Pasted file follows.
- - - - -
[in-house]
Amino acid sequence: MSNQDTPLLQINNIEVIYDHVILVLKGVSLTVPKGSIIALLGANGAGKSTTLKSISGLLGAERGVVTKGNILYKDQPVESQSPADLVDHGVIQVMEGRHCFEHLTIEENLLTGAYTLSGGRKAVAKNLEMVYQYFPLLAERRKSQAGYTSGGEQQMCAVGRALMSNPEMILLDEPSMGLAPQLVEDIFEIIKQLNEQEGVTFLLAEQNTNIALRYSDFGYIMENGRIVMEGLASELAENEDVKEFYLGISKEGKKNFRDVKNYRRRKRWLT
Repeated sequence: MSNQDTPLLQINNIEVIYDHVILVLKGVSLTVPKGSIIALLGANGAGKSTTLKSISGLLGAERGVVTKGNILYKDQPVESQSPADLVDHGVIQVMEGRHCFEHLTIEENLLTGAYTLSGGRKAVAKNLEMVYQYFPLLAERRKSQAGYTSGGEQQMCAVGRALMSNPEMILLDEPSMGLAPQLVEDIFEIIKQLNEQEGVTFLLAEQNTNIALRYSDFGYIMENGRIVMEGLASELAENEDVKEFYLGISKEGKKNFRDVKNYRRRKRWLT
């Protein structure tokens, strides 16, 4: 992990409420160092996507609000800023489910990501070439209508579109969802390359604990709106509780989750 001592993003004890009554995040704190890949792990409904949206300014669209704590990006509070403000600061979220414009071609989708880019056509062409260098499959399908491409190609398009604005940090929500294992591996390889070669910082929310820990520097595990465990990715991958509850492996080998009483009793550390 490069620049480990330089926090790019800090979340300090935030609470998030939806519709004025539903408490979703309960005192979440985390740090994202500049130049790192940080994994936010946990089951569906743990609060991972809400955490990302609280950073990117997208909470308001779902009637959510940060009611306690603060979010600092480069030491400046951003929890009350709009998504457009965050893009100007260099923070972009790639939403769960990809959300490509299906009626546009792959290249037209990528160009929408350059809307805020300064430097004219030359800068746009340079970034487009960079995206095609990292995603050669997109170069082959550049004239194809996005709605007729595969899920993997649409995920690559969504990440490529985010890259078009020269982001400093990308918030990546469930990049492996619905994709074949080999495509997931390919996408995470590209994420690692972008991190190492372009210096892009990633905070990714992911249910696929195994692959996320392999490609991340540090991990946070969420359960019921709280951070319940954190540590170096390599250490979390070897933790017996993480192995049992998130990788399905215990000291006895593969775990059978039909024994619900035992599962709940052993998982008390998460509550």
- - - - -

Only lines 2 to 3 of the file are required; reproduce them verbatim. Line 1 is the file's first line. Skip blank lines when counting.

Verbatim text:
Amino acid sequence: MSNQDTPLLQINNIEVIYDHVILVLKGVSLTVPKGSIIALLGANGAGKSTTLKSISGLLGAERGVVTKGNILYKDQPVESQSPADLVDHGVIQVMEGRHCFEHLTIEENLLTGAYTLSGGRKAVAKNLEMVYQYFPLLAERRKSQAGYTSGGEQQMCAVGRALMSNPEMILLDEPSMGLAPQLVEDIFEIIKQLNEQEGVTFLLAEQNTNIALRYSDFGYIMENGRIVMEGLASELAENEDVKEFYLGISKEGKKNFRDVKNYRRRKRWLT
Repeated sequence: MSNQDTPLLQINNIEVIYDHVILVLKGVSLTVPKGSIIALLGANGAGKSTTLKSISGLLGAERGVVTKGNILYKDQPVESQSPADLVDHGVIQVMEGRHCFEHLTIEENLLTGAYTLSGGRKAVAKNLEMVYQYFPLLAERRKSQAGYTSGGEQQMCAVGRALMSNPEMILLDEPSMGLAPQLVEDIFEIIKQLNEQEGVTFLLAEQNTNIALRYSDFGYIMENGRIVMEGLASELAENEDVKEFYLGISKEGKKNFRDVKNYRRRKRWLT